FIG. 1 is a schematic plan view of a mask 11 used for fabricating a die for press-molding gratings and FIG. 2 is a cross-sectional view of the mask 11 set together with a base 21 for forming a die for press-molding gratings. The base 21 comprises a disk having a diameter of 20 mm and a thickness of 5 mm which is made of a cemented carbide (hard metal) containing tungsten carbide WC as a main component. The upper surface 22 of the base 21 is polished to a mirror finish so as to serve as a press plane, using super-fine abrasive grains of diamond.
The mask 11 comprises a circular mask 12 and a cylinder portion 13 having an inner diameter substantially equal to that of the base 21. The circular mask 12 has a thickness of 0.5 mm a so-called line and space pattern wherein fine linear slits 14 having a width of 0.8 mm are provided at an equal pitch of 1.6 mm.
In this example, the circular mask 12 is set 1 mm above the press plane 22 of the base 21 as supported on a bed of a sputtering apparatus (not shown). By sputtering Pt and Ir through the circular mask 12, a thin film 23 having a cross section of fine and regular pattern of concavities and convexities corresponding to the line and space pattern is deposited on the press plane 22 of the base 21.
FIG. 3 is a schematic cross-sectional view of the die 31 thus fabricated by depositing the Pt-Ir thin film 23 on the press plane 22 of the base 21.
The Pt-Ir thin film 23 thus formed has a concave and convex pattern with a pitch of 1.6 mm in which heights of concave and convex portions are 2.5 μm and 3.0 μm, respectively.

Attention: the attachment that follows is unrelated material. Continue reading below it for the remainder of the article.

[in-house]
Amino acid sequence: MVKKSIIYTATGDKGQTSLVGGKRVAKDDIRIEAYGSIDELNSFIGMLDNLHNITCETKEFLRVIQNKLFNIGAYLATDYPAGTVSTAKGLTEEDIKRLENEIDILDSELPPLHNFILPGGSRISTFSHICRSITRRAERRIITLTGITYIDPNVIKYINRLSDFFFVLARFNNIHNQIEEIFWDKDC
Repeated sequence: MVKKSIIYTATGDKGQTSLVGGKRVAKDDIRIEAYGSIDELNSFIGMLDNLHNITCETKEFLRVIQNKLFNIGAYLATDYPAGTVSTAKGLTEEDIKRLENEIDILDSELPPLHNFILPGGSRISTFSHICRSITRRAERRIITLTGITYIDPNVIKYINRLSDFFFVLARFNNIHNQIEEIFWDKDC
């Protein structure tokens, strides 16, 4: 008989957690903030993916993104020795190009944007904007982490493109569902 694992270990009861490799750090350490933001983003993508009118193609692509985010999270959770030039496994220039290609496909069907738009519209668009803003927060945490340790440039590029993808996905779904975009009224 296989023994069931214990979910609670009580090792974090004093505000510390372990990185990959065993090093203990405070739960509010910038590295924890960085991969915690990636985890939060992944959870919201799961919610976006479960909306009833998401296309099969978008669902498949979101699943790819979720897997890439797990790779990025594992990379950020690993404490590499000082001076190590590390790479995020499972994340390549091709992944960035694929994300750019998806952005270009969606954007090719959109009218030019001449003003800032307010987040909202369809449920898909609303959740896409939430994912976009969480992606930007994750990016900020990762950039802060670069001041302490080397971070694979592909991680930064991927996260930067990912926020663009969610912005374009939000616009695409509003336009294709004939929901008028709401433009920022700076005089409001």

Since the circular mask 12 was set apart from the press surface 22 of the base 21 in this example, sputtered particles came around respective spaces thereby forming a continuous and smooth concave and convex pattern. If the circular mask 12 were set on the press plane 22 of the base, no thin film is deposited under respective portions of the circular mask 12.
Further, it is to be noted that gratings having various grating patterns can be obtained by varying the pitch, widths of the slits of the mask, distance between the mask and the press plane, thickness of the mask, sputtering conditions, and so on.
As shown in FIG. 4, the die 31 serves as an upper die 43 in a press-molding apparatus. The press-molding apparatus provided with upper and lower holding blocks 41 and 47 for detachably holding upper and lower dies 43 and 45, upper and lower heaters 42 and 46 for heating the upper and lower dies 43 and 45, respectively, and a plunger 410 for pressing the upper die 43 via the upper holding block 41.